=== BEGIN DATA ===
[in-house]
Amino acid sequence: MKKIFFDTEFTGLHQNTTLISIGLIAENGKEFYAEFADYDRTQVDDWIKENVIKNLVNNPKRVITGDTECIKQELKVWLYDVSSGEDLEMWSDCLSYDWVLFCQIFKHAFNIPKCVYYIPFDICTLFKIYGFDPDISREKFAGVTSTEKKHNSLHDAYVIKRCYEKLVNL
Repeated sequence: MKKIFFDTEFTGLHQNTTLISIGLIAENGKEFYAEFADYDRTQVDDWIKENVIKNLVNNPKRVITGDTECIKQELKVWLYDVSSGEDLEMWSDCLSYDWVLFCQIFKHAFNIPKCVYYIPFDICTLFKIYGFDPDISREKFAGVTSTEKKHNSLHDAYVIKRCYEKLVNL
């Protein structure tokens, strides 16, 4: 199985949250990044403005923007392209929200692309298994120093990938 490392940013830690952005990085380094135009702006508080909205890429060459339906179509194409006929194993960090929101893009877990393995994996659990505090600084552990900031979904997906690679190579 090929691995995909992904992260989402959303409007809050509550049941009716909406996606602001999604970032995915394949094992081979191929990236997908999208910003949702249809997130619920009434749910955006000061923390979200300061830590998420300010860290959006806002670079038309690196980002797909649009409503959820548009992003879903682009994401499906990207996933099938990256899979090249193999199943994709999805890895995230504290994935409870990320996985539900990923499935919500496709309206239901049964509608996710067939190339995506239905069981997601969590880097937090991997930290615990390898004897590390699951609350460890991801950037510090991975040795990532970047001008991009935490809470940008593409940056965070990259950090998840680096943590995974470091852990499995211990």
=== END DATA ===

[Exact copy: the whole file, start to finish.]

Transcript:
[in-house]
Amino acid sequence: MKKIFFDTEFTGLHQNTTLISIGLIAENGKEFYAEFADYDRTQVDDWIKENVIKNLVNNPKRVITGDTECIKQELKVWLYDVSSGEDLEMWSDCLSYDWVLFCQIFKHAFNIPKCVYYIPFDICTLFKIYGFDPDISREKFAGVTSTEKKHNSLHDAYVIKRCYEKLVNL
Repeated sequence: MKKIFFDTEFTGLHQNTTLISIGLIAENGKEFYAEFADYDRTQVDDWIKENVIKNLVNNPKRVITGDTECIKQELKVWLYDVSSGEDLEMWSDCLSYDWVLFCQIFKHAFNIPKCVYYIPFDICTLFKIYGFDPDISREKFAGVTSTEKKHNSLHDAYVIKRCYEKLVNL
């Protein structure tokens, strides 16, 4: 199985949250990044403005923007392209929200692309298994120093990938 490392940013830690952005990085380094135009702006508080909205890429060459339906179509194409006929194993960090929101893009877990393995994996659990505090600084552990900031979904997906690679190579 090929691995995909992904992260989402959303409007809050509550049941009716909406996606602001999604970032995915394949094992081979191929990236997908999208910003949702249809997130619920009434749910955006000061923390979200300061830590998420300010860290959006806002670079038309690196980002797909649009409503959820548009992003879903682009994401499906990207996933099938990256899979090249193999199943994709999805890895995230504290994935409870990320996985539900990923499935919500496709309206239901049964509608996710067939190339995506239905069981997601969590880097937090991997930290615990390898004897590390699951609350460890991801950037510090991975040795990532970047001008991009935490809470940008593409940056965070990259950090998840680096943590995974470091852990499995211990």